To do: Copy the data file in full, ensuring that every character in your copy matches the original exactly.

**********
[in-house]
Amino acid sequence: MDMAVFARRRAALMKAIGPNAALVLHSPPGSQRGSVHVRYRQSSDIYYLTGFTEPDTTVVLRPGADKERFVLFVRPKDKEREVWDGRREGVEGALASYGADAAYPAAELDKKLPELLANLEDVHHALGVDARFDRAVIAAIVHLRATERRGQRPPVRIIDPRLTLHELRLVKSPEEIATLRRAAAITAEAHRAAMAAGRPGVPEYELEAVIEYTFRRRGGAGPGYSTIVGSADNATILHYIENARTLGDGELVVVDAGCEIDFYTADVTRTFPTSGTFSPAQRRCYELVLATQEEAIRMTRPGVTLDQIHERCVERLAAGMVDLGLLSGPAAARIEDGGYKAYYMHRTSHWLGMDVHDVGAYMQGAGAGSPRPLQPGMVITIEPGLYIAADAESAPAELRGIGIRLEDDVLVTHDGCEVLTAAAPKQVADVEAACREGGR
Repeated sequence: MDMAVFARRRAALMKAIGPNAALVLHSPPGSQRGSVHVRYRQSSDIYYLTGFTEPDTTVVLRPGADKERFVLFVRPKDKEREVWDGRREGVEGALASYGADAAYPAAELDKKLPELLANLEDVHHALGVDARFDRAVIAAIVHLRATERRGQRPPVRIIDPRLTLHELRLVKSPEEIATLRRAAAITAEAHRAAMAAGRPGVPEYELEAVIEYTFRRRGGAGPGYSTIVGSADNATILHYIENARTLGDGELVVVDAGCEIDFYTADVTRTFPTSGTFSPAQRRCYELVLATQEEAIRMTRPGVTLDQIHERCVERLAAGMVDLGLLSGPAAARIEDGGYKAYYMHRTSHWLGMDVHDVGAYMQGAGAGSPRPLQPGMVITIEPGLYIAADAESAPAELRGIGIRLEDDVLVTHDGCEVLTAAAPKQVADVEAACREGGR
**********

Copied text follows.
[in-house]
Amino acid sequence: MDMAVFARRRAALMKAIGPNAALVLHSPPGSQRGSVHVRYRQSSDIYYLTGFTEPDTTVVLRPGADKERFVLFVRPKDKEREVWDGRREGVEGALASYGADAAYPAAELDKKLPELLANLEDVHHALGVDARFDRAVIAAIVHLRATERRGQRPPVRIIDPRLTLHELRLVKSPEEIATLRRAAAITAEAHRAAMAAGRPGVPEYELEAVIEYTFRRRGGAGPGYSTIVGSADNATILHYIENARTLGDGELVVVDAGCEIDFYTADVTRTFPTSGTFSPAQRRCYELVLATQEEAIRMTRPGVTLDQIHERCVERLAAGMVDLGLLSGPAAARIEDGGYKAYYMHRTSHWLGMDVHDVGAYMQGAGAGSPRPLQPGMVITIEPGLYIAADAESAPAELRGIGIRLEDDVLVTHDGCEVLTAAAPKQVADVEAACREGGR
Repeated sequence: MDMAVFARRRAALMKAIGPNAALVLHSPPGSQRGSVHVRYRQSSDIYYLTGFTEPDTTVVLRPGADKERFVLFVRPKDKEREVWDGRREGVEGALASYGADAAYPAAELDKKLPELLANLEDVHHALGVDARFDRAVIAAIVHLRATERRGQRPPVRIIDPRLTLHELRLVKSPEEIATLRRAAAITAEAHRAAMAAGRPGVPEYELEAVIEYTFRRRGGAGPGYSTIVGSADNATILHYIENARTLGDGELVVVDAGCEIDFYTADVTRTFPTSGTFSPAQRRCYELVLATQEEAIRMTRPGVTLDQIHERCVERLAAGMVDLGLLSGPAAARIEDGGYKAYYMHRTSHWLGMDVHDVGAYMQGAGAGSPRPLQPGMVITIEPGLYIAADAESAPAELRGIGIRLEDDVLVTHDGCEVLTAAAPKQVADVEAACREGGR